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# how do you calculate the diagonal distance in a square?

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diagonal distance in squares

May 28, 2017

#1
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To find the length of the diagonal of a square, multiply the length of one side by the square root of 2: If the length of one side is x... The central angle of a square: The diagonals of a square intersect (cross) at a 90-degree angle.

May 28, 2017
#2
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use pythagoras's theorum

$$d^2=l^2+b^2$$

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May 28, 2017
#3
+101769
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oh it is a square so length l and breadth b will be the same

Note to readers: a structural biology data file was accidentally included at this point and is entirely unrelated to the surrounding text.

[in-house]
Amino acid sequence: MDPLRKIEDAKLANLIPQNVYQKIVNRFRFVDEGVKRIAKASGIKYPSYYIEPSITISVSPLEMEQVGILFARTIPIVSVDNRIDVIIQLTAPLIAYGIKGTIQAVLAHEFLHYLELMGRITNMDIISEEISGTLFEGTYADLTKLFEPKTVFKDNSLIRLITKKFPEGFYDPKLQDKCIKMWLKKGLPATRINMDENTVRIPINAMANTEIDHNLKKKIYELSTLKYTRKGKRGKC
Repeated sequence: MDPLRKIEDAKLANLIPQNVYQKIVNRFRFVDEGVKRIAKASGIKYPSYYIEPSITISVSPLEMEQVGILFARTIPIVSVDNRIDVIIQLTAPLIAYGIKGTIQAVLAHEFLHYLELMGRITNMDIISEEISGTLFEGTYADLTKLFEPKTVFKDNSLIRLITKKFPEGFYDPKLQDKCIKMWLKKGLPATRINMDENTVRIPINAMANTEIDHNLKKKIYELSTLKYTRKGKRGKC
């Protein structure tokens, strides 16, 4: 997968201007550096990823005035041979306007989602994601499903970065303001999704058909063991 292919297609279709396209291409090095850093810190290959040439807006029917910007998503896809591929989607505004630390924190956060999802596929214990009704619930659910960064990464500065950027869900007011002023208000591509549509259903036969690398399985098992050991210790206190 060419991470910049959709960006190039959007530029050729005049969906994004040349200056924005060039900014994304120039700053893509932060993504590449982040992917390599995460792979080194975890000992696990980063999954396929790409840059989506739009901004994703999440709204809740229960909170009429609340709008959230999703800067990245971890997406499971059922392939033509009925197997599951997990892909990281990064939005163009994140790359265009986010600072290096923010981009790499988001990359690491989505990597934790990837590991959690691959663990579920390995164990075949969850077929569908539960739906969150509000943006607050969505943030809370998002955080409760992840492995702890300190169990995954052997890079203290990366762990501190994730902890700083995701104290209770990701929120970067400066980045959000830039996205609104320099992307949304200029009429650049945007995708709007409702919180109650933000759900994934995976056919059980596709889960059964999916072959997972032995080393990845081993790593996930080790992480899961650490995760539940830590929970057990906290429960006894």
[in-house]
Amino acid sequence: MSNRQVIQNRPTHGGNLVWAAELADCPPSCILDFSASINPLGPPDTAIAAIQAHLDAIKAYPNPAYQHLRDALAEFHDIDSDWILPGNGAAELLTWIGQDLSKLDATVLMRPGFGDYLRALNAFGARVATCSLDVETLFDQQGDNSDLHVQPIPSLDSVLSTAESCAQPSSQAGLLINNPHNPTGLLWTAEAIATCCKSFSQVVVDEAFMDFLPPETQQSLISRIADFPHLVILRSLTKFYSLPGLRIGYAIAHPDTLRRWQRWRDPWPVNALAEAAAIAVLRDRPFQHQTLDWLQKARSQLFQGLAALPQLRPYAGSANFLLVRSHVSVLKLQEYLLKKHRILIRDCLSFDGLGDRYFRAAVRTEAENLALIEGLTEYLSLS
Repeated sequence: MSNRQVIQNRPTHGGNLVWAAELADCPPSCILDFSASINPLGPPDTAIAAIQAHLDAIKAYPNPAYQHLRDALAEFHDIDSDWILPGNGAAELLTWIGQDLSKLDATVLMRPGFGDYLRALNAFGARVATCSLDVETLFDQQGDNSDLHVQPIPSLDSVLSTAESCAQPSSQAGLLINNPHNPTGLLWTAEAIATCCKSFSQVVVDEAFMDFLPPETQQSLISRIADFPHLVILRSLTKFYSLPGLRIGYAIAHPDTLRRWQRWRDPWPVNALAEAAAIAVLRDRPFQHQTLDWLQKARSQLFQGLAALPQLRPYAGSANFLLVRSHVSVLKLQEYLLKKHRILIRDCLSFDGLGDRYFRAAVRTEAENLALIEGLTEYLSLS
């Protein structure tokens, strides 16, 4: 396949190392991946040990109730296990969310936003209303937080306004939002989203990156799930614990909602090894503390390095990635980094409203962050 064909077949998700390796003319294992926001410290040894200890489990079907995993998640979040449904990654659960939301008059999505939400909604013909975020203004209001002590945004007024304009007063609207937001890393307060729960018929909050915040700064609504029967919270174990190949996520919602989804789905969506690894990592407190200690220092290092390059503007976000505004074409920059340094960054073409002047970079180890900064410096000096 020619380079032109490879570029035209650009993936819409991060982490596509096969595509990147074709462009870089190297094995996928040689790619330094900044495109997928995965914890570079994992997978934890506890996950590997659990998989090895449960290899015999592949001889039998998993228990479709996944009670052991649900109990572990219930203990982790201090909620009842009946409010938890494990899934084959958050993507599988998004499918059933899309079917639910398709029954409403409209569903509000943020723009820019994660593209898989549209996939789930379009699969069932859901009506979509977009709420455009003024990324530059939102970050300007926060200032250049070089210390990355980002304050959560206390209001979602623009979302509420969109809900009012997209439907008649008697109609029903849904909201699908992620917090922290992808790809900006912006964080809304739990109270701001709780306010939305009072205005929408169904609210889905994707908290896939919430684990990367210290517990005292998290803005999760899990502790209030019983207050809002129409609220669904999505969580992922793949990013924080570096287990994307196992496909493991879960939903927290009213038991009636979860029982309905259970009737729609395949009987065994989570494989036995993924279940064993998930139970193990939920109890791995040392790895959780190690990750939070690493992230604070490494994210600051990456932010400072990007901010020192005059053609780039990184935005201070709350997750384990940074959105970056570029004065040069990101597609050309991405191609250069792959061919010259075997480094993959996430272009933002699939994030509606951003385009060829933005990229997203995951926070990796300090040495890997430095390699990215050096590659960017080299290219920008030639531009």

$$d^2=2l^2\\ d=\sqrt{2l^2}\;\;units$$

Melody  May 28, 2017
#4
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$$\sqrt{2l^2}=l\sqrt2$$

$$\sqrt{2l^2}$$

This can be simplified further:

Im going to use a radical rule that says $$\sqrt[n]{ab}=\sqrt[n]{a}\sqrt[n]{b}\hspace{1cm}$$, assuming $$a\geq0,b\geq0$$. You might notice that there is a condition for using this. This rule only works when both a and b are nonnegative. In the context of geometry, $$l$$ should be positive because otherwise a square couldn't exist if a side length is -8, for example. I will apply this rule:

$$\sqrt{2l^2}=\sqrt{2}\sqrt{l^2}$$

Here, too, I will apply a rule that only works with nonnegative numbers: $$\sqrt[n]{a^n}=a$$, assuming $$a\geq0$$. Let's apply it now:

$$\sqrt{2}\sqrt{l^2}=\sqrt{2}*l=l\sqrt{2}$$.

I just wanted you to be aware of this. You can't simplify $$\sqrt{2l^2}$$   further otherwise.

TheXSquaredFactor  May 28, 2017